As we reported, California recently passed a controversial fast-food law that will require franchisees to instate a $20-an-hour minimum wage, which will inevitably send prices for consumers even higher. It was then revealed that the chain Panera Bread got a special carveout exempting it from the requirement – and that the billionaire owner of multiple franchises in the state, Greg Flynn, also happens to be a long-time friend to Gov. Gavin Newsom and a big donor. (The carveout exempts “chains that bake bread and sell it as a standalone item.” Um, why?)

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Panera Bread Exempt From $20 Per Hour CA Minimum Wage Law, Because Newsom Protects His Wealthy Buddies


But the story and the whiff of corruption surrounding it get even worse, according to a report by KCRA Channel 3 Sacramento. The article alleges that the bill was negotiated in secret and that a powerful union demanded that the participating parties sign non-disclosure agreements. So much for transparency.

The allegations are jaw-dropping:

Sources close to the negotiations said in the summer of 2023, the powerful Service Employees International Union required the other groups at the negotiating table to sign non-disclosure agreements, also known as NDAs. An NDA is a legally binding agreement that forces those involved to keep discussions confidential. SEIU has not responded to repeated requests for comment.

My first question is, how the heck is that legal? This is our taxpayer money at work, yet they’re keeping secret the details of how this terrible measure was even agreed to?

According to the report, nobody’s talking:

Sources within the fast food industry told KCRA 3 that when they sought information from the industry’s leaders at the negotiating table in 2023, they were told the information could not be disclosed because of the NDAs.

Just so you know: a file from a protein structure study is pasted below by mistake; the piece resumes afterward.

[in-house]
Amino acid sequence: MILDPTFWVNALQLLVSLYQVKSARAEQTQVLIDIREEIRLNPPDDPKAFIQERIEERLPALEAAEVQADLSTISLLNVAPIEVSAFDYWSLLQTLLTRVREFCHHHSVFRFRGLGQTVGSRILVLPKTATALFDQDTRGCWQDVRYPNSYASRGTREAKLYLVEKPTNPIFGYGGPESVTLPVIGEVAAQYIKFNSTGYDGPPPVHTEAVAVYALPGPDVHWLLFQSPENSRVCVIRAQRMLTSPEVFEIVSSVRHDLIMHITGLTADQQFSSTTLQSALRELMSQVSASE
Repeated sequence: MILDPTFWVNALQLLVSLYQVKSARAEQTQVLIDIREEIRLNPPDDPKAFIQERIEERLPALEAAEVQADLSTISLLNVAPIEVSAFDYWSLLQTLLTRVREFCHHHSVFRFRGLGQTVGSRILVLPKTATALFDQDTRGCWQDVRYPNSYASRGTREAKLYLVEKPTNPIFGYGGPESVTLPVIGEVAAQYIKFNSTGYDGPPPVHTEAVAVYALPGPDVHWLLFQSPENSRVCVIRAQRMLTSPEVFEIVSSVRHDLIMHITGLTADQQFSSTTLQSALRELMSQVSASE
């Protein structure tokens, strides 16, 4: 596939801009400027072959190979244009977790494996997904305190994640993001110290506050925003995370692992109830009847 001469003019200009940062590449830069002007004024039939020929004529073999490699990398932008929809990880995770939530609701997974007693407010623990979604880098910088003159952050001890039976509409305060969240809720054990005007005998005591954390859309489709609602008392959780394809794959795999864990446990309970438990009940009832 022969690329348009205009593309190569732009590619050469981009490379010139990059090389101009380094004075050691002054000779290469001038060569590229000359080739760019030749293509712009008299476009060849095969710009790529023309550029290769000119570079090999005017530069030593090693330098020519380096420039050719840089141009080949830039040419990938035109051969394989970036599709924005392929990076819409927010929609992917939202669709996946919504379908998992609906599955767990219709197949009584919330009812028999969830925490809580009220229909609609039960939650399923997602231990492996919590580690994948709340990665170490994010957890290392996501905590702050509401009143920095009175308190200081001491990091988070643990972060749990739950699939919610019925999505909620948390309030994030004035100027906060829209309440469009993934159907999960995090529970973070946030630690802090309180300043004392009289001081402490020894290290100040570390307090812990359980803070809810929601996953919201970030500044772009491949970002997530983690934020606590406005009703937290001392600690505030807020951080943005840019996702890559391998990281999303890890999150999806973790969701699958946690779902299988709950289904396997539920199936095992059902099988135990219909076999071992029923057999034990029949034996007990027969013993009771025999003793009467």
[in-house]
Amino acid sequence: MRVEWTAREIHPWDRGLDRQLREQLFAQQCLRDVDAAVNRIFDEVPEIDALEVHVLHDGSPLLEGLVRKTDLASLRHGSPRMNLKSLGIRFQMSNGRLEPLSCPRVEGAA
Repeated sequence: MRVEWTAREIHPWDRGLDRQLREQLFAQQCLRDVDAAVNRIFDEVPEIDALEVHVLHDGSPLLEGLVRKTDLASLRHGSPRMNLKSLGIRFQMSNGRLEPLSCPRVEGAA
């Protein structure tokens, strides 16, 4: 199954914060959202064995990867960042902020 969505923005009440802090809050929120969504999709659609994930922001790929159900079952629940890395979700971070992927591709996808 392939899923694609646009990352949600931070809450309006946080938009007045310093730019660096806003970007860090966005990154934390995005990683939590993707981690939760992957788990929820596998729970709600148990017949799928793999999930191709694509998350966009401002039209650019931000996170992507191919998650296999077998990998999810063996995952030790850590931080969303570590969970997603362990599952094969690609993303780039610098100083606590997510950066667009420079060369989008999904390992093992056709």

Along with SEIU, sources told KCRA 3 the final negotiators included representatives from McDonald’s, YUM! Brands, the International Franchise Association, and the National Restaurant Association.

Matthew Haller, the president of the IFA, declined to comment. The other groups did not respond to repeated requests for comment over the course of several days.

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McGeorge School of Law Professor Chris Micheli said that although what they did was technically legal, he found it unprecedented: 

“It’s unprecedented in my mind because I’ve never heard of anyone using an NDA when it comes to legislative negotiations,” Micheli said. “I think the concern we should have is a potential lack of transparency and disclosure. Remember, the lawmaking process is being done on behalf of the people of California.”

CA Rep. Kevin Kiley called these types of shenanigans plain old corruption:

Republicans in the state legislature certainly have taken notice and are demanding that Newsom come clean about the Panera carveout:

“If Gavin [Newsom] didn’t do anything wrong here, let’s see him prove it,’ said State Assembly Republican Leader James Gallagher. 

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This bill, like so much of the rest of the garbage that comes out of the California legislature, is bad for Golden State consumers and was yet another alarming overreach by deep-blue lawmakers. However, it may turn out the contents of the measure aren’t even the worst thing about it – how it was negotiated in the first place and why a friend of Newsom got such a sweet exemption might even be disturbing. 


See also:

California Pizza Hut Operators Laying off All Delivery Drivers Due to Mandated Wage Increase

McDonald’s Franchisees Slam Draconian CA Fast Food Bill, ‘Will Result in a Devastating Financial Blow’